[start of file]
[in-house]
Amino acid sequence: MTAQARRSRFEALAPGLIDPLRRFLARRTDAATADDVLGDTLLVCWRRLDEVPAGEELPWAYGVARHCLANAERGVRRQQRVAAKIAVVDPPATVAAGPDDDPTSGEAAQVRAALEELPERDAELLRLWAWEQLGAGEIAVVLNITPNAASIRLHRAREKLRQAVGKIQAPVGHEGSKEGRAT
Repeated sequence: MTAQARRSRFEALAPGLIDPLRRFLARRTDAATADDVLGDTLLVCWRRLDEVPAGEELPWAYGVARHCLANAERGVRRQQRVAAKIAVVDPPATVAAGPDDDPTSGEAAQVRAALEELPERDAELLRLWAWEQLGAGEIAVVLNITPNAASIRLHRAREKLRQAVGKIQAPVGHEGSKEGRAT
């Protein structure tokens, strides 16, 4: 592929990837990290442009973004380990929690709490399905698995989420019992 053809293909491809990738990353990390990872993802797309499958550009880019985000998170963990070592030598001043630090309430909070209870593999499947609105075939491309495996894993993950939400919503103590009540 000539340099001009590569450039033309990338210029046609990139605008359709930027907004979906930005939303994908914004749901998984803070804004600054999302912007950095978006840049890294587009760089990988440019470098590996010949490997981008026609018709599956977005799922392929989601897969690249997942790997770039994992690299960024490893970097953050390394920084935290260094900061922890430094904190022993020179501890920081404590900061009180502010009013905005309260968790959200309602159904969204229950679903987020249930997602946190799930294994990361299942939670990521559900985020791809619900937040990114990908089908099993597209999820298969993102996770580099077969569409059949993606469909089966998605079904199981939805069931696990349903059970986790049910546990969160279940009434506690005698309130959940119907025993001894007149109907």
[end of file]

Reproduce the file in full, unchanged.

[in-house]
Amino acid sequence: MTAQARRSRFEALAPGLIDPLRRFLARRTDAATADDVLGDTLLVCWRRLDEVPAGEELPWAYGVARHCLANAERGVRRQQRVAAKIAVVDPPATVAAGPDDDPTSGEAAQVRAALEELPERDAELLRLWAWEQLGAGEIAVVLNITPNAASIRLHRAREKLRQAVGKIQAPVGHEGSKEGRAT
Repeated sequence: MTAQARRSRFEALAPGLIDPLRRFLARRTDAATADDVLGDTLLVCWRRLDEVPAGEELPWAYGVARHCLANAERGVRRQQRVAAKIAVVDPPATVAAGPDDDPTSGEAAQVRAALEELPERDAELLRLWAWEQLGAGEIAVVLNITPNAASIRLHRAREKLRQAVGKIQAPVGHEGSKEGRAT
């Protein structure tokens, strides 16, 4: 592929990837990290442009973004380990929690709490399905698995989420019992 053809293909491809990738990353990390990872993802797309499958550009880019985000998170963990070592030598001043630090309430909070209870593999499947609105075939491309495996894993993950939400919503103590009540 000539340099001009590569450039033309990338210029046609990139605008359709930027907004979906930005939303994908914004749901998984803070804004600054999302912007950095978006840049890294587009760089990988440019470098590996010949490997981008026609018709599956977005799922392929989601897969690249997942790997770039994992690299960024490893970097953050390394920084935290260094900061922890430094904190022993020179501890920081404590900061009180502010009013905005309260968790959200309602159904969204229950679903987020249930997602946190799930294994990361299942939670990521559900985020791809619900937040990114990908089908099993597209999820298969993102996770580099077969569409059949993606469909089966998605079904199981939805069931696990349903059970986790049910546990969160279940009434506690005698309130959940119907025993001894007149109907």